Sean Devine – Here For It All
This is an LP created with sincerity, & determination. However, a majority of the well-constructed 9-cuts sound inviting as average songs. Some stick in the mind, others don’t. The issues I have with Montana’s Sean Devine’s LP are minor. He does have the goods; he doesn’t have the guidance. Artists can be critically acclaimed but it doesn’t guarantee continued success. Grand Funk Railroad was critically acclaimed, too.
Sean is a credible, talented, likable artist. His bio states that career-wise he’s taken it on the chin a few times. Roadblocks, setbacks, disappointments, & missed opportunities. But that’s the music business, standard operating procedure.
Here For It All (Drops Sept 3-Crazy Mountain) is a cohesive narrative by a dedicated musician with competent songs. Musically they do follow a recipe with familiarity due to the numerous times songwriters have gone to this well. The lines, subjects, & choruses are similar to what mainstream singers often release.
Fortunately, Sean’s not sugary country-pop. His repertoire has some authenticity. His vocals have a fine tonality. He has a distinctive look; a persona that works. It’s the songwriting that needs to scrape out more originality, deeper creativity & more challenging compositions. Sean could be heir to John Prine, Townes van Zandt & Steve Goodman. Right now the songs don’t quite have their edge, lyrical cleverness, or vivid melodies.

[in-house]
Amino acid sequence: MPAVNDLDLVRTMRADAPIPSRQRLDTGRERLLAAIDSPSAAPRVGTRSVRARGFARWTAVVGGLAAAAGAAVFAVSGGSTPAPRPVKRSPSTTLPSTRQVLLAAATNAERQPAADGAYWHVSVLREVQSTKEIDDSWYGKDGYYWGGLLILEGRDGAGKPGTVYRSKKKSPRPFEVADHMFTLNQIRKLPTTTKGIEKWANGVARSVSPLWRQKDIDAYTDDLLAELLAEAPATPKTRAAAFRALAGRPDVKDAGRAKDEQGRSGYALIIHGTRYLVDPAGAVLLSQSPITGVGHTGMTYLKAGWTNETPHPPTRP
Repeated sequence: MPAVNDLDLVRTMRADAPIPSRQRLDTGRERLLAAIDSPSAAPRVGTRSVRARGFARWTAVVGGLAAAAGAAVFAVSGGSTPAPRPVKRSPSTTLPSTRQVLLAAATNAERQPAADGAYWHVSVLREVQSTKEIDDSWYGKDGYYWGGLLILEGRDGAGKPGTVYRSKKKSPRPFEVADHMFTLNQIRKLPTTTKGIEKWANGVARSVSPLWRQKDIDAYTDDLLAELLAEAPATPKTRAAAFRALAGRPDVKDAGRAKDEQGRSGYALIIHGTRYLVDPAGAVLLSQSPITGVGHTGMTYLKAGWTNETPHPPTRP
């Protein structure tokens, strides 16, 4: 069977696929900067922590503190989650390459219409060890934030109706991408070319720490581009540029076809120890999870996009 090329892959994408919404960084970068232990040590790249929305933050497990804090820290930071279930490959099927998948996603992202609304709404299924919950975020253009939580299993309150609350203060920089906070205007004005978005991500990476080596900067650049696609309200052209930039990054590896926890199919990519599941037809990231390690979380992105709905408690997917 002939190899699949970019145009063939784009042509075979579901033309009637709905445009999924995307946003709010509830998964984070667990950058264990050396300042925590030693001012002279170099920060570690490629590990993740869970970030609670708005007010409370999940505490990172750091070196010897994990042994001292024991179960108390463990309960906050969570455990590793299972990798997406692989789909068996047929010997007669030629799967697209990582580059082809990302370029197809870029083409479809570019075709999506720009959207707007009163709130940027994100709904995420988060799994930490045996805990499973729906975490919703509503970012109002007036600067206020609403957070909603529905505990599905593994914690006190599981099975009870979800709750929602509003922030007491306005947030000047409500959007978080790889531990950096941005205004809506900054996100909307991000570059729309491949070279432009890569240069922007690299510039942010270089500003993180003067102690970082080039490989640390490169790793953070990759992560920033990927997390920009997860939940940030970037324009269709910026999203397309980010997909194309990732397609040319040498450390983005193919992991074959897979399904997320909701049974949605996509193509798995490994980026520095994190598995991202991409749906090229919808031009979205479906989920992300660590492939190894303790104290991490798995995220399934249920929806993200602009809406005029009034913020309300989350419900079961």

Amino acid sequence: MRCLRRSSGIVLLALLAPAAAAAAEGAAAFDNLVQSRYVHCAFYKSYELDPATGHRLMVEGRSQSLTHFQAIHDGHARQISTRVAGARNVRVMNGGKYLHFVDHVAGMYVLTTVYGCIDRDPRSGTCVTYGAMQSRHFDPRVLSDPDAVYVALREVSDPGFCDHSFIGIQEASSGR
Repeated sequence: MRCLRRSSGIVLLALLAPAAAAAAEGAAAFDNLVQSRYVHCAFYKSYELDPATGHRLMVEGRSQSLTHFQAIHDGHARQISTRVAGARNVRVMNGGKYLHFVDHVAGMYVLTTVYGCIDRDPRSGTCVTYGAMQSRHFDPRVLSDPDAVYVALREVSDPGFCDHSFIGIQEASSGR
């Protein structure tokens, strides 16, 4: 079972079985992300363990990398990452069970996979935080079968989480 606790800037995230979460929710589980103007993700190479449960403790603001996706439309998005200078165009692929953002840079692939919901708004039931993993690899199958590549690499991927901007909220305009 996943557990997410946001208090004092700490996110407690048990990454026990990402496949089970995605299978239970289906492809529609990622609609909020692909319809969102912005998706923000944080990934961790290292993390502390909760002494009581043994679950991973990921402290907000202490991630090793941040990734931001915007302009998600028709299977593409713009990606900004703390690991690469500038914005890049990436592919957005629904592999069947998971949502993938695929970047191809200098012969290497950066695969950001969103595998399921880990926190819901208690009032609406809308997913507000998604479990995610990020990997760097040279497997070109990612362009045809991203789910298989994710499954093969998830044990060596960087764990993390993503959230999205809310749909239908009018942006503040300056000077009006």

The Here For It All CD art is pointless. With all the exceptional Sean Devine images in the insert, a line drawing of a bear is the best for the CD cover? There’s no connection to the music.
However, the musicianship sparkles with standard country arrangements. “Crazy Too,” is a good idea, bogged down in clichés: “…hell on wheels with the pedal down.” The premise has possibilities, but it’s loaded with empty calories. John Prine or Randy Newman would’ve added more chiseled lines, sarcasm, or humor to make it sting.
Sean has a Prine-sense. “You Ain’t Coming Home” is exceptional. “Feelin’ Like an Old Piece of Wood,” has a rural Richard Manuel (The Band) feeling with excellent guitar. Sean’s voice has black veneer with southern fried instincts – authenticity’s there. “Clay Bluffs,” is a beauty. Sean’s comfortable in John Mellencamp territory.
The band — Tone-Deaf Hippies, is Josh Thompson (producer/bass/harmony vocals), Chris Claridy (electric guitar), Austin Tripp (resonator guitar), Drew Harakal (acoustic/electric piano), Anthony DiCello (drums), Jeff Plankenhorn & Steve Bernal (cello).
Sean’s repertoire follows a viable musical path but needs an expressive sickle to weed through to even better ideas. Create songs that set him apart from the crowded field. The final original song borrows its title from a classic soul song: “Can I Get a Witness.” Not a good idea. This leads to cliches, redundancy, & repetitiveness. Sean can do better. He will. He has.
Photo from Sean’s Facebook. Sepia image: John Zumpano. The 36-minute CD: Available @